New answers tagged

2

I'll get the ball rolling: No proof of optimality because I doubt this is optimal.


5

Question 1 Question 2 improved How to encode: Question 2 initial


5

@Deusovi was a few hours earlier, but perhaps this answer gives a simpler argument for the lower bound and a more practical description of an optimal strategy. Let N (=52) be the number of cards and k (=6) the smallest integer such that $N \le 2^k$. First, let us show that at least k operations are required: Optimal algorithm:


13

The optimal strategy takes Here's why this is necessary: And here's a way to do it: Fun fact:


1

The strategy by Alex Jones for Question 1 can be improved for the average case, to save an expected number of approximately prisoners. The following part is the same: Now, here's how to improve the average case: This results in the following number of prisoners saved on average (if my calculation is correct): (Edit: removed bogus improved worst case ...


1

56 moves


9

Smallest sum is Solutions are Reasoning


4

This should be optimal.


-1

The worst case has the potential to reach any positive, finite number. I will demonstrate this with a counter-example using the 11-question strategy. Let's label the guards: T always tells the truth. F always lies. Y always says yes. N always says no. R gives a random answer. State 1: State 2: State 3: State 4: Now what? Since the worst possible case is ...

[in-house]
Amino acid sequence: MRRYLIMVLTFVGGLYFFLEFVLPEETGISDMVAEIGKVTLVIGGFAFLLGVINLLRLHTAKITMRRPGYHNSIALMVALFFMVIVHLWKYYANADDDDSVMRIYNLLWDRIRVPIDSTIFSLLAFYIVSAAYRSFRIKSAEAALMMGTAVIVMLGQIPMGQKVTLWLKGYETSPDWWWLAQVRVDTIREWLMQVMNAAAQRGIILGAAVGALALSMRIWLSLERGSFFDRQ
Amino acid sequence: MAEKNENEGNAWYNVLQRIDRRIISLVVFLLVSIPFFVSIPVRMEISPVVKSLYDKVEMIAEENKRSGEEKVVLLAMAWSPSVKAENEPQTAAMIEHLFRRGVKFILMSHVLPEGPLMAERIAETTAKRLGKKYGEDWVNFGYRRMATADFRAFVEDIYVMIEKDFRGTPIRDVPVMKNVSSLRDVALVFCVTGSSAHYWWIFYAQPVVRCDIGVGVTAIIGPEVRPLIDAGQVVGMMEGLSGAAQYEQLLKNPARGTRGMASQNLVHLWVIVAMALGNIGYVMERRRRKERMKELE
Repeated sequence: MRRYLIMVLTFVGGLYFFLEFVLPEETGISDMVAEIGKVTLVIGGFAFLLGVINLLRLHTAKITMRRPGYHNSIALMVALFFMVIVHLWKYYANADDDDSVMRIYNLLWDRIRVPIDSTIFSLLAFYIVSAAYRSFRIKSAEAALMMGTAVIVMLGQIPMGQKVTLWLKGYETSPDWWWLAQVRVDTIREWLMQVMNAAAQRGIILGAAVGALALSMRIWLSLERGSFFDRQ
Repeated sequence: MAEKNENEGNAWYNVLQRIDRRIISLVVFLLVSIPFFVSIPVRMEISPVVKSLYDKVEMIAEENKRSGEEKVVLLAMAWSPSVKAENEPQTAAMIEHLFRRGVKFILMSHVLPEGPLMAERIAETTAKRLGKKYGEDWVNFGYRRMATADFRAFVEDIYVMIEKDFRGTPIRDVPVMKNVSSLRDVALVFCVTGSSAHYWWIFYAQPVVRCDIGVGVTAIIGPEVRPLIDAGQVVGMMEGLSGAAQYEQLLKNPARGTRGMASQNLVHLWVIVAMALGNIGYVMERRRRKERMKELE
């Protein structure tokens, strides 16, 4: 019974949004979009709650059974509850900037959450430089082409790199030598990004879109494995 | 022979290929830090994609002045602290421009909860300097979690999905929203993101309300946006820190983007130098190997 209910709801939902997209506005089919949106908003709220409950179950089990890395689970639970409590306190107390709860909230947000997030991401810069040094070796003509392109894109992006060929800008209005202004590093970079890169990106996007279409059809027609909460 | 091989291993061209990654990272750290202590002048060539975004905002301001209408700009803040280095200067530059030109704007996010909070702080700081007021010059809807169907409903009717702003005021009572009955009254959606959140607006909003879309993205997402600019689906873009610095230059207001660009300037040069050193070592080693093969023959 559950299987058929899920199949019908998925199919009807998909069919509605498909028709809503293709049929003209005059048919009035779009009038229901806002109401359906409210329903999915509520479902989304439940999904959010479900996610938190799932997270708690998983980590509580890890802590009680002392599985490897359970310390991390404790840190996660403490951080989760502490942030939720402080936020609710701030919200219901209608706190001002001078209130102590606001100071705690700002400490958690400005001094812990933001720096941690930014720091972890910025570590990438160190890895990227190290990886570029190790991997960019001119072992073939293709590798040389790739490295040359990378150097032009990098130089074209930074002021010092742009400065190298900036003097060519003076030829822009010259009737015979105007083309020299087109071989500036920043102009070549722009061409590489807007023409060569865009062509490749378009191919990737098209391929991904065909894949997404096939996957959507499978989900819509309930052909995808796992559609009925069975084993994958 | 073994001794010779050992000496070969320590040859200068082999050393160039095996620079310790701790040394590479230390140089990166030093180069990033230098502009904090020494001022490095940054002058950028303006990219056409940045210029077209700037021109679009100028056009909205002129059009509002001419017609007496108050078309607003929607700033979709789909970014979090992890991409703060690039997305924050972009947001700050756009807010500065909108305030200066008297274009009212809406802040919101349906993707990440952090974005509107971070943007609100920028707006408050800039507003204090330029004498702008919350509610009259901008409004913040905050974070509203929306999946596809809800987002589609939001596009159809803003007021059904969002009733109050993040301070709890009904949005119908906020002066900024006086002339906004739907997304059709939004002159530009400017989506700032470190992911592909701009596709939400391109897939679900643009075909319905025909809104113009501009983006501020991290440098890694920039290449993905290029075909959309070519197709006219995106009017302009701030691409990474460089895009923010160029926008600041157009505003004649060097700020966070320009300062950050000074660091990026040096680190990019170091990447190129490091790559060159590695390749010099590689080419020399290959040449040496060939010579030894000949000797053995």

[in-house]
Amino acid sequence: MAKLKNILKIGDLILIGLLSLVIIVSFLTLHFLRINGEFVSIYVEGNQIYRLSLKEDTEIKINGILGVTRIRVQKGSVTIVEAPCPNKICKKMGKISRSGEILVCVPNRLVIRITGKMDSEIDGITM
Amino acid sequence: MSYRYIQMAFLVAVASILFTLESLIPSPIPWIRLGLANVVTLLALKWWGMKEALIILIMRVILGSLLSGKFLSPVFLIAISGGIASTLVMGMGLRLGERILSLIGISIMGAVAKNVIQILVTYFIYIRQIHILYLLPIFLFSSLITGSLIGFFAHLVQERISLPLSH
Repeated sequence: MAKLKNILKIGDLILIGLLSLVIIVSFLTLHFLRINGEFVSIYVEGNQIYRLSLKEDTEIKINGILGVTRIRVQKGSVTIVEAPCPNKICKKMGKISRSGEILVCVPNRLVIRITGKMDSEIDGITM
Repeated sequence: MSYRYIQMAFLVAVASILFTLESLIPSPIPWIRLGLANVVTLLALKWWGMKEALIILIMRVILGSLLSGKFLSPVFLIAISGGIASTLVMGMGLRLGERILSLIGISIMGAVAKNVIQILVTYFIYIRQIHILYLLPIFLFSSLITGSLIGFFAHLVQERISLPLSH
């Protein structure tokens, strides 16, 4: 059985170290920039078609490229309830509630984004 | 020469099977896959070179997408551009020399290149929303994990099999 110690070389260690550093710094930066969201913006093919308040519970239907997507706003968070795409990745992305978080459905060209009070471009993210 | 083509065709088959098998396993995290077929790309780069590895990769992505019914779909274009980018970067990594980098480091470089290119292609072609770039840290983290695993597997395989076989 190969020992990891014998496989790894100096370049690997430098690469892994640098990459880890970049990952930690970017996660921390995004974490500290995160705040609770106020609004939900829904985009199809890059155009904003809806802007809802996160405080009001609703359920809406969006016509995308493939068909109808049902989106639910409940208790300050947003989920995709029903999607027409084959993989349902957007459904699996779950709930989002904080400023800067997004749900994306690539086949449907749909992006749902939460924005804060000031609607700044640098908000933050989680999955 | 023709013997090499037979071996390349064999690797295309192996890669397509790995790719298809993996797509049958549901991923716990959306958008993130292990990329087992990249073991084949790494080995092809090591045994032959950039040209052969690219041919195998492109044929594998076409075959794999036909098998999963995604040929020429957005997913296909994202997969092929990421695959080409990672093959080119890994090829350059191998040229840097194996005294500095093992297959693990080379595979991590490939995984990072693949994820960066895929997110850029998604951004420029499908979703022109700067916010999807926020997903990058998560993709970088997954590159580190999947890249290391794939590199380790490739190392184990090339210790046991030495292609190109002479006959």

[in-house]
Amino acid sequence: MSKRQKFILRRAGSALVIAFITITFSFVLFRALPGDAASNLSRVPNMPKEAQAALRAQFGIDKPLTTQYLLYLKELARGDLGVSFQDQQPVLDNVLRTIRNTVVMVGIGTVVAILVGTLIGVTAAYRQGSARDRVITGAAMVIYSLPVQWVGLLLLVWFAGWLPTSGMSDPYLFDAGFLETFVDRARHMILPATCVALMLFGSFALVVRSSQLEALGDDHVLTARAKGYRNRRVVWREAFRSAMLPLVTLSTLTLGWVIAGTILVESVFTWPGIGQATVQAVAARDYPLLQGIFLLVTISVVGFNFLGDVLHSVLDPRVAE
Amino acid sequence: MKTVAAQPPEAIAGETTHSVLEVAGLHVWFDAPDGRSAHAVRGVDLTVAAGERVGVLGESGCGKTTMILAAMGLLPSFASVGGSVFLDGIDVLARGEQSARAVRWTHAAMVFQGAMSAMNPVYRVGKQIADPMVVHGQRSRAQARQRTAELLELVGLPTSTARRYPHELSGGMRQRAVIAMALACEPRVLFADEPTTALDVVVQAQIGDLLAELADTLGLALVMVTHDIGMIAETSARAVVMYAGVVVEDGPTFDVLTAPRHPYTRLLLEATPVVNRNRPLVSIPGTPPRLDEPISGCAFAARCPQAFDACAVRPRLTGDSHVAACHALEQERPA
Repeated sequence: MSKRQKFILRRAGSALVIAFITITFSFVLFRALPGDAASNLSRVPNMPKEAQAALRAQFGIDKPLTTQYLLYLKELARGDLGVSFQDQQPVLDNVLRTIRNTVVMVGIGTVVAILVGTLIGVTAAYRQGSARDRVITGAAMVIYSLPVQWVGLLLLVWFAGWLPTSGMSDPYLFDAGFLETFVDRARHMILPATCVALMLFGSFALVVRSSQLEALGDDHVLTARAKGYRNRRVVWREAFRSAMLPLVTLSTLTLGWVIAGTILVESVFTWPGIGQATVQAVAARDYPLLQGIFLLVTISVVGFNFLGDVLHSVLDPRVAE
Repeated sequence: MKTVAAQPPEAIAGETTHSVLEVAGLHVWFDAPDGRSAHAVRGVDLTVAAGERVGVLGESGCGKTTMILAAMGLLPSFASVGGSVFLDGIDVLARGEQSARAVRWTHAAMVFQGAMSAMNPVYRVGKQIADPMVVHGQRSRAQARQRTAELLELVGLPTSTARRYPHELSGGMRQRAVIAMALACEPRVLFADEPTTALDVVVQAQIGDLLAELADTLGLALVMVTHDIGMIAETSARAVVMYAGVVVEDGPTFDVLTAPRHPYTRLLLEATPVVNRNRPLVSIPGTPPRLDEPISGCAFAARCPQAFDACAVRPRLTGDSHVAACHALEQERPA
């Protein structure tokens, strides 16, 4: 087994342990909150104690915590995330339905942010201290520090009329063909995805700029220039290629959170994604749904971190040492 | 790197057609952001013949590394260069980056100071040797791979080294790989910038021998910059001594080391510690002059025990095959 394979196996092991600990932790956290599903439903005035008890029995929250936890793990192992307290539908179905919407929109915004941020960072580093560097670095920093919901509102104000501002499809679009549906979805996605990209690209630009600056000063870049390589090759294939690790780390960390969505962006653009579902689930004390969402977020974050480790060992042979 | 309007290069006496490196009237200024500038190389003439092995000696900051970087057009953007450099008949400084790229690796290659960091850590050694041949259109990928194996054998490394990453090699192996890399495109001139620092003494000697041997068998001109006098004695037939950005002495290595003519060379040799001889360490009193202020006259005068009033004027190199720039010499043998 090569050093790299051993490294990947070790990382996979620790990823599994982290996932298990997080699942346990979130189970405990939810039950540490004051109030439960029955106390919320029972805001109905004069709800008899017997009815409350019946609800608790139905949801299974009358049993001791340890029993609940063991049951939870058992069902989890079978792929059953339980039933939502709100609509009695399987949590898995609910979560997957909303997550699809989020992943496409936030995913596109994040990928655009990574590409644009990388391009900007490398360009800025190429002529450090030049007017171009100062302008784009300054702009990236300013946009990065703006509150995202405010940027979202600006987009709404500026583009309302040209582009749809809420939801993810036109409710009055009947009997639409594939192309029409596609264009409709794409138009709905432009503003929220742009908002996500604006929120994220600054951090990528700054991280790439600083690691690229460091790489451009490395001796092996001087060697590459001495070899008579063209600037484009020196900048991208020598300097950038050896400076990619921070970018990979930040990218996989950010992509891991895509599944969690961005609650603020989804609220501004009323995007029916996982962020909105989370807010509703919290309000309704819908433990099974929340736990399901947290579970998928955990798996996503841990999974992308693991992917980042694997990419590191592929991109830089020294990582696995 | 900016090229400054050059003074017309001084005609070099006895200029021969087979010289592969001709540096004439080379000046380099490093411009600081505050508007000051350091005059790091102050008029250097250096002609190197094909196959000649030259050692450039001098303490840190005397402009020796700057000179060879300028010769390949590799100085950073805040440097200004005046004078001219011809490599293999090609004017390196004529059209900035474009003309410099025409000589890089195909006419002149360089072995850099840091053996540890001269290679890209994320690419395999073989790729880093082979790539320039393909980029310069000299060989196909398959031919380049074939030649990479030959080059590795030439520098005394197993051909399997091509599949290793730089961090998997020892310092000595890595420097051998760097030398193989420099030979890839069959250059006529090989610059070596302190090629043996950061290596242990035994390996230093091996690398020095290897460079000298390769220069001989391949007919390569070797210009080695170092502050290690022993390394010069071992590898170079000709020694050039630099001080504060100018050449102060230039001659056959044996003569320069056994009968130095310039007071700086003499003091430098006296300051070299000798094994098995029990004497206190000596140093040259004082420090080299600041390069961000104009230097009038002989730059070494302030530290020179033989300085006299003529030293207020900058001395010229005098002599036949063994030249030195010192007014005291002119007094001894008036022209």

3

Here's an answer to question 1 which saves at least prisoners. The strategy makes use of and requires that Here's the strategy: Here's why it works: A slight modification makes this work for question 2 to save at least prisoners. An important note:


8

New high score :P List of possible primes is 43, 41, 37, 31, 29, 23, 19, 17, 13, 11, 7, 5, 3, 2. Distances between those primes are 2, 4, 6, 2, 6, 4, 2, 4, 2, 4, 2, 2, 1. Which? The key observation: So This means Let's see which options are there: That should be all. First one, number is in reverse


9

Improving upon Gareth's answer (the details of which I will not repeat) with consideration of ThomasL's suggestion, a solution with 12 primes is found: Two solutions with 11 primes were also found:


7

Wrong answer Well, it might be the right answer for all I currently know, but my argument has multiple errors in it (pointed out by others in comments). I may fix it, but others should feel free to post correct solutions before I do :-).


0

Without borrowing any bottles: After that: Prove it's the best answer without borrowing: By borrowing bottles:


0

Explaination:


2

An upper bound, at least. First, forget terms of whole bottles for a minute. A "bottle" is actually a weirdly-named, infinitely-divisible item that can be consumed and then traded.


7

I'm not sure if this is the kind of solution you are looking for:


3



4

Probable answer: Explanations:


1

I was pointed to this very interesting post by RobPratt, who helped me with a related problem. After implementing a similar solution to his, using a random scatter of points and looking for a solution by set cover binary linear programming (which works quite well indeed), I thought I'd give a try to a more 'geometry-based' solution. [BTW, I am using hidden ...


2

Turned out to be the same answer, but followed by a proof: Prove that a better answer isn't possible:


3

I think you can do this with 9 questions first irrespective of the outcome Now to figure the remaining people so the final number of questions you need to ask is


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